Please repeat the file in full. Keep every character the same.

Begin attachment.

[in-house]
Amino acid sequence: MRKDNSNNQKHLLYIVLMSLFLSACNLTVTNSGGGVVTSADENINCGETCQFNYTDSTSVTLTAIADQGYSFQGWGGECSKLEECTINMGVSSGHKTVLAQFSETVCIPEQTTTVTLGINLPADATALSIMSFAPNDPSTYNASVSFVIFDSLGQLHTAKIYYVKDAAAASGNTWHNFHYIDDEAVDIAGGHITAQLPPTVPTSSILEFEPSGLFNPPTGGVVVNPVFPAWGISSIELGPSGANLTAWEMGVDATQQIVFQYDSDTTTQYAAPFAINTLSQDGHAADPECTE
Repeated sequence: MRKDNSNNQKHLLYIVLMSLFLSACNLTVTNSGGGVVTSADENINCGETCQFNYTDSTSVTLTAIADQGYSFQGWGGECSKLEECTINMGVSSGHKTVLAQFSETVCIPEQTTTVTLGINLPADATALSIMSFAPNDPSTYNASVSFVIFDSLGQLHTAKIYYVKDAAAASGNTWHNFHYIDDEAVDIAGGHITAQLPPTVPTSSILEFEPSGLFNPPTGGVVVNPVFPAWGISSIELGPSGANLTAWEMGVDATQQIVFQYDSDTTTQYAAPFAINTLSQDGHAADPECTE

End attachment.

[in-house]
Amino acid sequence: MRKDNSNNQKHLLYIVLMSLFLSACNLTVTNSGGGVVTSADENINCGETCQFNYTDSTSVTLTAIADQGYSFQGWGGECSKLEECTINMGVSSGHKTVLAQFSETVCIPEQTTTVTLGINLPADATALSIMSFAPNDPSTYNASVSFVIFDSLGQLHTAKIYYVKDAAAASGNTWHNFHYIDDEAVDIAGGHITAQLPPTVPTSSILEFEPSGLFNPPTGGVVVNPVFPAWGISSIELGPSGANLTAWEMGVDATQQIVFQYDSDTTTQYAAPFAINTLSQDGHAADPECTE
Repeated sequence: MRKDNSNNQKHLLYIVLMSLFLSACNLTVTNSGGGVVTSADENINCGETCQFNYTDSTSVTLTAIADQGYSFQGWGGECSKLEECTINMGVSSGHKTVLAQFSETVCIPEQTTTVTLGINLPADATALSIMSFAPNDPSTYNASVSFVIFDSLGQLHTAKIYYVKDAAAASGNTWHNFHYIDDEAVDIAGGHITAQLPPTVPTSSILEFEPSGLFNPPTGGVVVNPVFPAWGISSIELGPSGANLTAWEMGVDATQQIVFQYDSDTTTQYAAPFAINTLSQDGHAADPECTE